I guess one of my pieces, "A Scanner Darkly" [ http://artists.mp3s.com/artist_song/2739/2739441.html ]can be a good example of how good old analog patches from hell can be recreated digitally. The bass that kicks in at the start is really a standard Moog/Octave Instruments style patch with a square and sinus that is step sequenced but the signal is split into left and right channel signals.. some reverb is added.. a control voltage is moving the delay time and level with an offset between the channels and the two channels are then being stepfiltered independently-- ( each filter step is carefully adjusted in the sequencer ) and then we have a shaking bass sequence going in stereo.. and then I have mixed in a mono tap of the clean signal but have stepfiltered this one with a walking notch filter.( Tip: Always have some good compressors and limiters handy.. and.. always have at least a 3 band parametric equalizer before the compressor/limiters - very effective - even better is to have a CV controlled parametric equaliser that can be sequenced too.. Smile ) All this is pretty standard as sequenced analog modular patches goes but it is quite possible to do the same in the digital domain. The way it sounds now is pretty much how I prefer to remember how it sounded back then. Pretty much all of my recordings uses traditional analog patch ideas like this one.

I have often tried to explain how I make those distorted voices that move dynamically in stereo. The answer is vocoding. For some ideas about how a vocoding system can be set up check out the Doepfer system at: http://www.doepfer.de/a100_man/A100_System_Vocoder_1.htm

Try vocoding a distorted reverb feed from a synced VCO pair with some PWM on the suboctave ( hmm.. better have it at least 45% clean signal mixed in ) - and use stepfiltering both on the carrier and the modulator. Preferably use a stereo reverb somewhere in there in order to split the signal before it is finally routed into a stero pair of ADSRs. -Forgot to mention what should be the carrier and modulator.. but that can vary.. great fun is to send slave CV/gate to some other synth .. make a cool but messy patch and route this one to a talk box - and then back into the vocoding chain. One cool effect is to switch what is the modulator and carrier. A pair of autopan modules.. or stepsequenced pan modules ( prefereably with a lag inserted ) can swing the signals back and forth. Great fun.

(- correction/addition: . Imagine two standalone pan units. mono in - the unit can pan this between two outputs. L can be carrier and R can be modulator. OK.. Pipe each audio source into its own pan unit and use invertion or whatever so that when signal A swings from carrier to modulator, then signal B does the reverse. We then have crossfading between the two. )

Filter resonances can be used in many ways. A second patch can be used tracking a keyboard for controlling resonances in the main signal. Clever modules can be used for adding, subtracting and dividing CVs. With a little care a nice patch can be made for handplaying improvised resonance patterns on top of sequencer lines. There is almost no end to the mayhem one can do with synths/modular synths.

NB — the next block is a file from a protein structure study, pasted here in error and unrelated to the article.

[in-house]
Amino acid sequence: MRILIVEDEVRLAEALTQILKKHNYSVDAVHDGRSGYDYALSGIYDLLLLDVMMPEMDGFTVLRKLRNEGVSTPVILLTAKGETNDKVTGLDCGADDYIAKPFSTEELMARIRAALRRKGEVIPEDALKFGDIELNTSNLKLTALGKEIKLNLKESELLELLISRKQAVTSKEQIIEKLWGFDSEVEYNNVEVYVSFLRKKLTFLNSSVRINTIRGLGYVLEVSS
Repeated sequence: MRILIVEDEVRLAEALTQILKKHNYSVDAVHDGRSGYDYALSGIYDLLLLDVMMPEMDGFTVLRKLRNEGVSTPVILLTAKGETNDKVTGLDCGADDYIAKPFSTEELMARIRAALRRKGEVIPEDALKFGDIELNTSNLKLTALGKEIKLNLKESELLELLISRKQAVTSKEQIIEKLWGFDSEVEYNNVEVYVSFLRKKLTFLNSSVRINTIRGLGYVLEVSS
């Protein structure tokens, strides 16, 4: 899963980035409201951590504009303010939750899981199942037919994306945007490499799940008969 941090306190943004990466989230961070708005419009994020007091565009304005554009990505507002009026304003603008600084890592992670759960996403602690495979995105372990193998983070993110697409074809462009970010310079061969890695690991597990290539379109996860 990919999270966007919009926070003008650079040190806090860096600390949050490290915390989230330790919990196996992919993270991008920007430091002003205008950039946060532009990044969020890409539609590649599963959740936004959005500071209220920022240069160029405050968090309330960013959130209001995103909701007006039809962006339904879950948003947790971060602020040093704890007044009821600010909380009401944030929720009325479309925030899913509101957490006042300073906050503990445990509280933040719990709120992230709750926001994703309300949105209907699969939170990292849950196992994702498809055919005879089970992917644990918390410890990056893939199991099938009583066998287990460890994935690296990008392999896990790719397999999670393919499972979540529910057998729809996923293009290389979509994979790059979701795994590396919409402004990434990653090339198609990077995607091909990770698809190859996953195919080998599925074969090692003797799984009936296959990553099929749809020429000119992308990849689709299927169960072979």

A little digression about midi. A big problem these days is that midi delivers steps and not a continous stream of values. Using midi for control of parameters that one would use CVs for in an analog mosular synth is one BAD solution. This does not mean that midi is useless.. far from it.. but certain tasks is not suited for midi. We need something FAR better right now.

OK.. I mentioned sequencers... there are a lot of incredibly cool new designs out there now. I have previously in another thread somewhere metioned the Zeit. here is one from Cynindustries. http://www.scampers.com/cyndustries/milton_main.cfm
Please read the product blurb for some interesting ideas.

Posted Image, might have been reduced in size. Click Image to view fullscreen.

Last edited by elektro80 on Tue Aug 19, 2003 10:33 pm; edited 2 times in total
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PostPosted: Tue Aug 19, 2003 6:20 pm    Post subject: Reply with quote  Mark this post and the followings unread

Sheeeeeet.. now I have started.. someone make me stop!

OK.. when using sequencers, devices like the Cynindustries Burst generator will be indespensable.

The Burst Generator replies to a trigger input pulse - with a rotary switch selectable string of from one-to-nine pulses out. Bada, Bing! Bing! Bing! There's a choice between the adjustable internal clock or an external one, as well as logical outs representing when an "Event" is in progress, looping, or completed...
This can be used at slow speeds for example, to count the number of times a sequencer repeats before interrupting it's cycle, and then triggering another event to begin! Or the Burst Generator module can be used at pseudo audio frequencies for rasp and washboard effects.